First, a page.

I already mentioned that I consider Facebook as a corporation to be necessarily somewhat amoral. It’s not that they’re unethical or bad, just that they’re trying to maximize their profits, and don’t mind pushing the outside of the envelope. The expectation, then should be that I’ll push back, which isn’t necessarily a struggle that I’m interested in having for the payoff.
Even with their privacy controls, some of Facebook’s overall decisions unsettle me (e.g., keeping deleted messages forever, which is more unsettling now that IMs are treated as messages). Even when their actual decisions don’t unsettle me, the direction that they’re headed does, and that seems as good a gauge as any to me. Analogously, I don’t think I would stay on a ship that’s headed in a direction that I don’t want to go, even if it hasn’t arrived there yet.
Another cost of Facebook is putting all of my eggs in one basket. Facebook wants my data, and they want as much of my data as they can. This is good for them if it keeps me locked in, but also leads to obnoxious things like changing everyone’s listed email address to <username>@facebook.com. Even if I didn’t want friends to have ways to contact me outside of Facebook for reasons of discomfort with Facebook, it’d still be nice to know that, in the event of Facebook going down, friends would still have ways of getting in touch with me, and I wouldn’t lose all of the data I’ve uploaded there.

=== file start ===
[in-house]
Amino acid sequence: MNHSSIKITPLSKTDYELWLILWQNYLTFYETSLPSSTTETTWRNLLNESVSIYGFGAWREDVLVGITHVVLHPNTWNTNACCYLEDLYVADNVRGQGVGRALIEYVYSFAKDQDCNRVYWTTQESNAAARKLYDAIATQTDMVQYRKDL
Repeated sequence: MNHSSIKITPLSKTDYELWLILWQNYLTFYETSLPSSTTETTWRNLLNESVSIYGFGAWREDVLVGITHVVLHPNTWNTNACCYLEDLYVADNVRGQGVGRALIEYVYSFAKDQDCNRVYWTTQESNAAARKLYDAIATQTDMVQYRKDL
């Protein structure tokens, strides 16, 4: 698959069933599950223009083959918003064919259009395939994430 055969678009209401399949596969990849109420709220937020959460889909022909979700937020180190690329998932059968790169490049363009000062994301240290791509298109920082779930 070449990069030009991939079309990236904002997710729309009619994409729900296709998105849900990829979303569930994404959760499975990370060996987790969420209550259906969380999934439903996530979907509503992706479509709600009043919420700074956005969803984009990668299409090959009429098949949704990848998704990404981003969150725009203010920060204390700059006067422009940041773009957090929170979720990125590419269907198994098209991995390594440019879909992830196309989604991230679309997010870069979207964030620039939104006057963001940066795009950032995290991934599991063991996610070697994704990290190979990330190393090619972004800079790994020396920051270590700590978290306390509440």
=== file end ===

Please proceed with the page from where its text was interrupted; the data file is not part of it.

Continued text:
Most importantly to me, with the introduction of Facebook’s social graph search it may no longer be enough for me to be vigilant about my own privacy settings – since social graph search works on social relationships (to friends, relatives, etc.), staying on Facebook means I either need to lock down these settings and ensure my friends and family do as well, or else throw in the towel on those particular privacy concerns.
So, I’m leaving Facebook, and here are the ways to get in touch with me:
If you’re interested in taking a break from Facebook as well, I highly recommend it, as part of a larger attempt to take a break from any kind of habit every so often to see whether it still makes sense. Facebook gives you a manipulative “your friends will miss you!!!” page when you temporarily deactivate your account, but you can always re-activate it with ease.
Greek yogurt, warming in a cup
Spoon out a half cup of Greek yogurt and let it sit and warm on the kitchen counter for about fifteen minutes, until it’s come closer to room temperature. While you’re waiting, mix the lukewarm water, yeast, salt, oil, and honey in a large bowl -- I found a whisk helped to mix all of it together. Once the yogurt has warmed enough to be mixed in.